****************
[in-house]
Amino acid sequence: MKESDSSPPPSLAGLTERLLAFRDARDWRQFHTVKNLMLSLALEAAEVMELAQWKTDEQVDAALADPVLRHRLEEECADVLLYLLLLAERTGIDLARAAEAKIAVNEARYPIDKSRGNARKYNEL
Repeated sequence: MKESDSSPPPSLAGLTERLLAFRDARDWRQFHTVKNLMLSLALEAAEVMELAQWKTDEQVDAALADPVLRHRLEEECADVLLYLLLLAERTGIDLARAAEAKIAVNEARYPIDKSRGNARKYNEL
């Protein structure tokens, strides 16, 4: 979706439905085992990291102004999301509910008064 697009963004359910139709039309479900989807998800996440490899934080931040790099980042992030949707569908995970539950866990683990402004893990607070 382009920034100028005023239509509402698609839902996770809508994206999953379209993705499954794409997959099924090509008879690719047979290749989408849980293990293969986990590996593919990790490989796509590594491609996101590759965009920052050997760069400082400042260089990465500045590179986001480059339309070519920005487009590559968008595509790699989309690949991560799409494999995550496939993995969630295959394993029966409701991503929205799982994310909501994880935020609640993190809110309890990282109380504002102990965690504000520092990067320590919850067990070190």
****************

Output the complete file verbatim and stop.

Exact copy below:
[in-house]
Amino acid sequence: MKESDSSPPPSLAGLTERLLAFRDARDWRQFHTVKNLMLSLALEAAEVMELAQWKTDEQVDAALADPVLRHRLEEECADVLLYLLLLAERTGIDLARAAEAKIAVNEARYPIDKSRGNARKYNEL
Repeated sequence: MKESDSSPPPSLAGLTERLLAFRDARDWRQFHTVKNLMLSLALEAAEVMELAQWKTDEQVDAALADPVLRHRLEEECADVLLYLLLLAERTGIDLARAAEAKIAVNEARYPIDKSRGNARKYNEL
């Protein structure tokens, strides 16, 4: 979706439905085992990291102004999301509910008064 697009963004359910139709039309479900989807998800996440490899934080931040790099980042992030949707569908995970539950866990683990402004893990607070 382009920034100028005023239509509402698609839902996770809508994206999953379209993705499954794409997959099924090509008879690719047979290749989408849980293990293969986990590996593919990790490989796509590594491609996101590759965009920052050997760069400082400042260089990465500045590179986001480059339309070519920005487009590559968008595509790699989309690949991560799409494999995550496939993995969630295959394993029966409701991503929205799982994310909501994880935020609640993190809110309890990282109380504002102990965690504000520092990067320590919850067990070190």